New York Fashion Week is swiftly approaching, the evidence of which is crawling all over lower Manhattan in the form of leggy teenagers from Eastern Europe. Yes, I’m talking about models. Like the roar of cicadas is a reliable sign that summer has arrived, the young and beautiful girls traipsing through SoHo, portfolios and high heels tucked in a tell-tale canvas bag, are the surest indication NYFW is just moments away. I would know; I used to be one.
For a model, Fashion Week is a particular kind of hell. On the one hand, there’s the impending, addictive excitement of another round of runway castings, the chance that you, as a model, might score the booking that could make or break your career. All you need is to open Marc Jacobs or get an exclusive with Calvin Klein and your troubles as a broke and irrelevant unknown are practically solved in one fell swoop. Presto chango. Supermodel time.
But those slots are few and far between. The other side of the Fashion Week coin is something the modeling industry is practically founded on: seemingly limitless rejection. All day, you run around Manhattan, standing in hallways filled with one hundred prettier, thinner girls, all of you in the same pair of black skinny jeans, all of you breathing in the same hot and stagnant air, waiting for your chance to hand your portfolio to a casting director, throw your limbs around, and walk out swearing you’ll never subject yourself to another casting again. Until twenty minutes later you arrive at your next destination, another casting.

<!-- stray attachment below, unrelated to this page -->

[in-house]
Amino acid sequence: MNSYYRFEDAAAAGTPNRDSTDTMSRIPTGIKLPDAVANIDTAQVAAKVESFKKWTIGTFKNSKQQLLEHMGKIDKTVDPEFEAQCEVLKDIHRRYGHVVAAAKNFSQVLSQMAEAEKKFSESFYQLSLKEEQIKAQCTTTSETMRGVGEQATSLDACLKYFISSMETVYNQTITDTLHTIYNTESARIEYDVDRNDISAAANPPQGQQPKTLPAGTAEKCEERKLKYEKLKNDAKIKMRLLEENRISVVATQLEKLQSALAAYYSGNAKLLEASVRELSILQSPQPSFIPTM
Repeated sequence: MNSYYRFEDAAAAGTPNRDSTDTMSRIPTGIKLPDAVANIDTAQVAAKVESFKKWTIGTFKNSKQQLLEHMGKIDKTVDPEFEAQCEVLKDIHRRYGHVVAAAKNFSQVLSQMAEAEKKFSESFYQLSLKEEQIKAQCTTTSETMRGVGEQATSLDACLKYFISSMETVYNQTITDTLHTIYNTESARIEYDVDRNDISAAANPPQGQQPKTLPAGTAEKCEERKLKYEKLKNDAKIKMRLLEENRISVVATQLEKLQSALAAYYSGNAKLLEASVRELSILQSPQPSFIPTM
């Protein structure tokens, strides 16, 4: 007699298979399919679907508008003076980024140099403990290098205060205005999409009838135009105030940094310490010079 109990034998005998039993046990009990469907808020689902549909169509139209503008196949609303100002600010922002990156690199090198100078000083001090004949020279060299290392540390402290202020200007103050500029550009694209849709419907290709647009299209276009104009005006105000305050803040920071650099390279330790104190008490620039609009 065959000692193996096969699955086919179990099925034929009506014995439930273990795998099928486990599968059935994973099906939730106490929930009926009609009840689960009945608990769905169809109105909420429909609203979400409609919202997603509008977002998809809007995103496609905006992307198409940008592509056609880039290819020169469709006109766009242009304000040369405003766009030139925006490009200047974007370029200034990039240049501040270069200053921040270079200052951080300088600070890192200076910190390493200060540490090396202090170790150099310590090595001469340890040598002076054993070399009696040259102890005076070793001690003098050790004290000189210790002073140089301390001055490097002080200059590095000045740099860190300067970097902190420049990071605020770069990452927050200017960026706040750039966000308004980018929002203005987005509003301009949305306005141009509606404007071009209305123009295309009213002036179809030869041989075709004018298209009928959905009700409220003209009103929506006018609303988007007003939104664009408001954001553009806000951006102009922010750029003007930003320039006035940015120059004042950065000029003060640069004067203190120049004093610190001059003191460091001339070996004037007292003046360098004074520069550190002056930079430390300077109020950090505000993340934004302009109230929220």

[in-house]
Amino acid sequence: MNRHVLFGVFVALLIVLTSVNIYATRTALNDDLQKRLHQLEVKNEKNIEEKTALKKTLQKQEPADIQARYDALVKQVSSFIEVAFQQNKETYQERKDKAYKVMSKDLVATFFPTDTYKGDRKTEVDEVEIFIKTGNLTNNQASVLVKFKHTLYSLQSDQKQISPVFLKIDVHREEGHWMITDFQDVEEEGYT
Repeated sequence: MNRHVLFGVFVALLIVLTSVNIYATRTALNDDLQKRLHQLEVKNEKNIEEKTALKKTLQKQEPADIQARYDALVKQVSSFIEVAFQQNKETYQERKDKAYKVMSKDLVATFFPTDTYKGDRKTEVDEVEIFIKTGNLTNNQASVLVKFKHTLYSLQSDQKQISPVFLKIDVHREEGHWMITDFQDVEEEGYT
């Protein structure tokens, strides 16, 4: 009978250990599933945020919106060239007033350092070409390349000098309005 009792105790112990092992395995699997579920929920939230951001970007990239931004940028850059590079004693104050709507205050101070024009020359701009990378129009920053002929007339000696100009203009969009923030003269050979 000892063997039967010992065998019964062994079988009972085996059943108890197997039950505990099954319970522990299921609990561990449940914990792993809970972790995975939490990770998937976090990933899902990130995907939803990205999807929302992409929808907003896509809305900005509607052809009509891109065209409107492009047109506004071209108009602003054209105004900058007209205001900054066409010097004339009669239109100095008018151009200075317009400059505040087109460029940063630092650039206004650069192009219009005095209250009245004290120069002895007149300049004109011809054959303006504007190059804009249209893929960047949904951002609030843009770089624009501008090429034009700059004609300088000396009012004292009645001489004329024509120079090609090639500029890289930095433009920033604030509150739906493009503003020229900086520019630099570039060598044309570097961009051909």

Don’t get me wrong. There’s plenty of great things about NYFW, especially when you’re young. The internationals, the parties, the free booze: it’s all a recipe for a very good time. But when it comes down to it, modeling is a job, and Fashion Week is one of the most unforgiving–and uncomparable–parts of the gig.